43 4.4 Investing Available 3R Funds for Maximum Reduction of Crash Frequency and Severity Since funds available for highway infrastructure improvements are limited, it is important that those funds, including funds for 3R projects, be invested to accomplish the project objectives, including preserving the pavement and extending the pavement service life, improving traffic operations, and, to the extent practical, maximizing the potential reduction in crash frequency and severity. Maximizing the reduction in crash frequency and severity requires that the available funds be invested in a logical priority fashion, focusing on those projects where the maximum crash reduction benefit can be obtained for the least cost. Recent research (6) has shown that investing available funds in safety improvement without careful planning can lead to suboptimal results. This is illustrated by the following example. 4.4.1 Example of Optimal and Suboptimal Strategies for Investing Available Funds in Design Improvements to Reduce Crash Frequency and Severity Highway agency users who apply the 3R design guidelines will apply them to one site at a time, but their appropriateness can be tested by applying them systemwide to rural highway systems and reviewing the results. As an example, four potential strategies for lane widening to the rural two-lane highway system of an actual state using data from the FHWA Highway Safety Information System (HSIS) were tested in recent research (7). This rural two-lane highway system consists of 4,630.71 mi of road with AADTs up to 25,000 veh/day. The current lane width distribution for this road system is: Lane Width (ft) Total Length (mi) 9 18.29 10 251.74 11 2,087.38 12 2,273.30 TOTAL 4,630.71 The following improvement strategies were considered and were applied as if the entire road system were a candidate for resurfacing in a single year:  Widen all lanes with widths less than 12 ft to 12 ft  Widen lanes where a need is indicated by the TRB Special Report 214 (1) lane width criteria presented in Table 24  Widen lanes on roadways where the AADT exceeds the minimum AADT criteria presented in Table 24  Widen lanes where the net present benefits of the project exceeds zero (i.e., where the benefits exceed the costs) based on the benefit-cost analysis procedure presented in Chapter 5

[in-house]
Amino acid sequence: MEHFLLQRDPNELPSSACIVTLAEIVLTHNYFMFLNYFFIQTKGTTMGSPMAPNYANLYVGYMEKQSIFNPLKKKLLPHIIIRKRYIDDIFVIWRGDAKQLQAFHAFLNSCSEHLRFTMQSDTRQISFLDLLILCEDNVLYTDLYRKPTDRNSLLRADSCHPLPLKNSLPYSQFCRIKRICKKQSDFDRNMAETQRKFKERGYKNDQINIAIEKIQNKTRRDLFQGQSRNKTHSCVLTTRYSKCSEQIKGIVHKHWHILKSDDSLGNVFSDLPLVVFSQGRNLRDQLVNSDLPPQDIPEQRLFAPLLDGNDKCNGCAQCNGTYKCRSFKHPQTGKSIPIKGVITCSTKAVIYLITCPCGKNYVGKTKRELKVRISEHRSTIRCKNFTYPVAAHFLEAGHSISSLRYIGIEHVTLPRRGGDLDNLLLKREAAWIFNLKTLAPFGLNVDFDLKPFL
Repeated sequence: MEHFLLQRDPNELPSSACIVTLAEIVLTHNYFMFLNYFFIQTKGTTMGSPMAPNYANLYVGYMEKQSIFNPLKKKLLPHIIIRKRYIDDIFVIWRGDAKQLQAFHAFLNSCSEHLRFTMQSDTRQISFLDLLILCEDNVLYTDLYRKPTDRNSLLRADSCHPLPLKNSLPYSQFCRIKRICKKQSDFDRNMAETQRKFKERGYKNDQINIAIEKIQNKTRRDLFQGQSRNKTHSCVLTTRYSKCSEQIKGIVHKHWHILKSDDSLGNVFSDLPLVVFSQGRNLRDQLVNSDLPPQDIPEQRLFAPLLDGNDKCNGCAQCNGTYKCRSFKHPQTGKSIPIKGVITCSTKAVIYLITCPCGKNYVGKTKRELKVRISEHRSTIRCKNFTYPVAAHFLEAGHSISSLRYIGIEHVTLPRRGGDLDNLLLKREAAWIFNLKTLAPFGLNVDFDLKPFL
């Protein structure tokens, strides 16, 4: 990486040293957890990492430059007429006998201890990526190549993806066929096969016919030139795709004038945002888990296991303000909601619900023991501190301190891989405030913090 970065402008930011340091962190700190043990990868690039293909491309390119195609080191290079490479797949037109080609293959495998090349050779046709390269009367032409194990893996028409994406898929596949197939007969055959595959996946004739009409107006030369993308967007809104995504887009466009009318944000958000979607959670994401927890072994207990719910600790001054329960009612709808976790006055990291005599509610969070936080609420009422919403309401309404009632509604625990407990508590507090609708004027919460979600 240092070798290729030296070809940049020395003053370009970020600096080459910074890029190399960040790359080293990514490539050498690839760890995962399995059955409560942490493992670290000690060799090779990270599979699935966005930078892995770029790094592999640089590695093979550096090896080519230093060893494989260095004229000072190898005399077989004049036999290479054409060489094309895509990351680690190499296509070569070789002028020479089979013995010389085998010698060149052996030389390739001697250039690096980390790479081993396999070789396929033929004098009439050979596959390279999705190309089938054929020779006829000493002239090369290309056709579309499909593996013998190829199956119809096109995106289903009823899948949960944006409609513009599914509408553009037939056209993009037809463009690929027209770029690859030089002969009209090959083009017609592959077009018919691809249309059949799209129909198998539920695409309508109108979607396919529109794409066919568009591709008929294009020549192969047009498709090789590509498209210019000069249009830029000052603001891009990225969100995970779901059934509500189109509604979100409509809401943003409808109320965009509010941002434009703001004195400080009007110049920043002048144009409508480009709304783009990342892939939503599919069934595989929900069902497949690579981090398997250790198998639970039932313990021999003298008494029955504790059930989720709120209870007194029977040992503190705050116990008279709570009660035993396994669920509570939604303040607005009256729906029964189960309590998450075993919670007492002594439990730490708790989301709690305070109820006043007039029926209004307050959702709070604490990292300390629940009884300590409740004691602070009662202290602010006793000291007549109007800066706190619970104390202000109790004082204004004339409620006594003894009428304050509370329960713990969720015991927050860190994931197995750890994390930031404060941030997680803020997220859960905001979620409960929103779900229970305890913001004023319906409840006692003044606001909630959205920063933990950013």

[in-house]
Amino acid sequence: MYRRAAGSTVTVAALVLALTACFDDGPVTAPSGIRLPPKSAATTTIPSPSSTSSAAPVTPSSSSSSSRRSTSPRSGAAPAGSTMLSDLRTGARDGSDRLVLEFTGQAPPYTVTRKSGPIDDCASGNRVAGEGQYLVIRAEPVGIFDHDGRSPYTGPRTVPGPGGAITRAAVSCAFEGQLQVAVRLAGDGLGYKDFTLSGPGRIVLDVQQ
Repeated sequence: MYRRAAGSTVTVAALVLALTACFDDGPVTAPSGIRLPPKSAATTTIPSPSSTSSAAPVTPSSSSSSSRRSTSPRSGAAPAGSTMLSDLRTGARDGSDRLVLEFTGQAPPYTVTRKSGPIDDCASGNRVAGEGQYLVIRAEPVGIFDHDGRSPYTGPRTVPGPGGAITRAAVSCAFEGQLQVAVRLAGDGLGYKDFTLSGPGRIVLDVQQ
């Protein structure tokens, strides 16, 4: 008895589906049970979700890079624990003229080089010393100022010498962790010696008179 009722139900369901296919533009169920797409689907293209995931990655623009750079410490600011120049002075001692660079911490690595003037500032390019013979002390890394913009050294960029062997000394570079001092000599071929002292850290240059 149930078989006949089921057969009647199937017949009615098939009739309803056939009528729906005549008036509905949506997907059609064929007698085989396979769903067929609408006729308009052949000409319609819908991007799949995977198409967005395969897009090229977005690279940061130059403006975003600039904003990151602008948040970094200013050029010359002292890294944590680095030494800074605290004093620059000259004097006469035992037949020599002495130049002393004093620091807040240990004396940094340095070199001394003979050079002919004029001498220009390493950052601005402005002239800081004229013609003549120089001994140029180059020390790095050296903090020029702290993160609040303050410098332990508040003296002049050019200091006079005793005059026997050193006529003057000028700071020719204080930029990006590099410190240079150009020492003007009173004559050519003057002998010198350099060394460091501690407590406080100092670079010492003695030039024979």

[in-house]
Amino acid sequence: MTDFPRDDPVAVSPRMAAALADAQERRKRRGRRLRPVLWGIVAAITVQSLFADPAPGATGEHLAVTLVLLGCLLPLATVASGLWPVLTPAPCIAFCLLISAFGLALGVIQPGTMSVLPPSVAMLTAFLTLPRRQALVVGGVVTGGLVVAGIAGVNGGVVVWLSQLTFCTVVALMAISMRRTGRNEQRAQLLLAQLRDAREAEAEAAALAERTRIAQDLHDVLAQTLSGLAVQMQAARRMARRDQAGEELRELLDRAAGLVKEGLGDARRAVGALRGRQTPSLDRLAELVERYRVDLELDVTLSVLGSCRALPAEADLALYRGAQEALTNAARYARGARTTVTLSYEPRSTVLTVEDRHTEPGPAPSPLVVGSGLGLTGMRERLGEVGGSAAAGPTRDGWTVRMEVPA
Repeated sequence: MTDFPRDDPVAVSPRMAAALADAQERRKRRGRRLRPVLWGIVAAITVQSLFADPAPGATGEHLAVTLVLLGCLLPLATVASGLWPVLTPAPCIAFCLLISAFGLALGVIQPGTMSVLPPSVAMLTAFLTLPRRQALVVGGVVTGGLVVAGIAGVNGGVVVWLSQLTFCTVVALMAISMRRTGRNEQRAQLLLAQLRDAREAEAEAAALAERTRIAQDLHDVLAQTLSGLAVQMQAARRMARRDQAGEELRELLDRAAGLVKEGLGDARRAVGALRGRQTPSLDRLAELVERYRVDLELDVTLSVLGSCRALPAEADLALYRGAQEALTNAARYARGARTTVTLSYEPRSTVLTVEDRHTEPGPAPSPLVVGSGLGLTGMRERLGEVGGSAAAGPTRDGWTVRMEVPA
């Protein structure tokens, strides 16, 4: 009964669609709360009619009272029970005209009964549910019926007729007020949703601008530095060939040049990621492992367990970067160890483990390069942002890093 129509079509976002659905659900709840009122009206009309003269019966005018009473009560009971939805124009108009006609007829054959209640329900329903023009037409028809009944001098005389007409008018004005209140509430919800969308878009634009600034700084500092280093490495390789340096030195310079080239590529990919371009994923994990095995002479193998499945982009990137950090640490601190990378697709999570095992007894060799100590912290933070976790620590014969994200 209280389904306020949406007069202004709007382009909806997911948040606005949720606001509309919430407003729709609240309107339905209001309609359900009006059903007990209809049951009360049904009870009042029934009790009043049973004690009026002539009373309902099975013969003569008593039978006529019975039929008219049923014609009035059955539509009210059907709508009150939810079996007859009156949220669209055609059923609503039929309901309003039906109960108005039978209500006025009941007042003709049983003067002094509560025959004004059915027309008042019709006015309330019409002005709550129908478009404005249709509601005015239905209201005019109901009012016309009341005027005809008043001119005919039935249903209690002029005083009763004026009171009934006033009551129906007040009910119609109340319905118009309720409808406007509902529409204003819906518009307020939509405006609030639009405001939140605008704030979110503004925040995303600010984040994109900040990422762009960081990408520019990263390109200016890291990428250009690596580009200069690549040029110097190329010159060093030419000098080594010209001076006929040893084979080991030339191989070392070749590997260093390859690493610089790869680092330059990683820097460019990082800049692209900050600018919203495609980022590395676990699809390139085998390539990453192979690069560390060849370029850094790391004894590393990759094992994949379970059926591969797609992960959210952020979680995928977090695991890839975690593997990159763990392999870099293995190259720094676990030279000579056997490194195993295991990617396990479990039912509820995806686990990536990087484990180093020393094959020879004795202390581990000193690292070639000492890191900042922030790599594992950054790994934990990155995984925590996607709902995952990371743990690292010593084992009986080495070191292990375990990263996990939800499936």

44 The benefits and cost of lane widening in this example are based on assumptions concerning crash costs, unit construction costs, project service life, and minimum attractive rate of return presented in Section 5.1. These values vary widely in current practice, but the assumptions used here are typical of the middle range of values currently used by highway agencies. Table 24. Minimum Lane and Shoulder Widths for Rural Two-Lane Highways from TRB Special Report 214 (1) 10 percent ormore trucksc Less than 10 percent trucks Design year volume (ADT)a Running speedb (mph) Lane width (ft) Combined lane and shoulder width (ft)d Lane width (ft) Combined lane and shoulder width (ft)d 1-750 Under 50 10 12 9 11 50 and over 10 12 10 12 751-2,000 Under 50 11 13 10 12 50 and over 12 15 11 14 Over 2,500 All 12 18 11 17 a Design volume for a given highway feature should match average traffic anticipated over the expected performance of that feature. b Highway segments should be classified as “under 50” only if most vehicles have an average speed of less than 50 mph over the length of the segment. c For this comparison, trucks are defined as heavy vehicles with six or more tires. d One foot less for highways in mountainous terrain. NOTE: This table is presented as an example of historical practice but, as shown below, its use is no longer recommended. 4.4.1.1 Lane Widening Strategy—Widen All Lanes to 12 ft This strategy would select for widening the 2,357.41 mi of roadway with existing lane widths less than 12 ft. This would change the lane-width distribution on the roadway system as shown below: Lane Width (ft) Total Length (mi) Before After 9 18.29 0.00 10 251.74 0.00 11 2,087.38 0.00 12 2,273.30 4,630.71 TOTAL 4,630.71 4,630.71 This improvement program would provide benefits of $68,911,192 at a cost of $516,336,773, equivalent to a benefit-cost ratio of 0.13. Of the 2,357.41 mi of roadway improved, 97 percent consisted of projects with benefit-cost ratios less than 1.0. This high proportion of projects that were not cost-effective occurred because most of the extensive mileage of two-lane roadways consisted of 11-ft lanes, where lane widening provides only a limited benefit (see Section 4.3.1.1)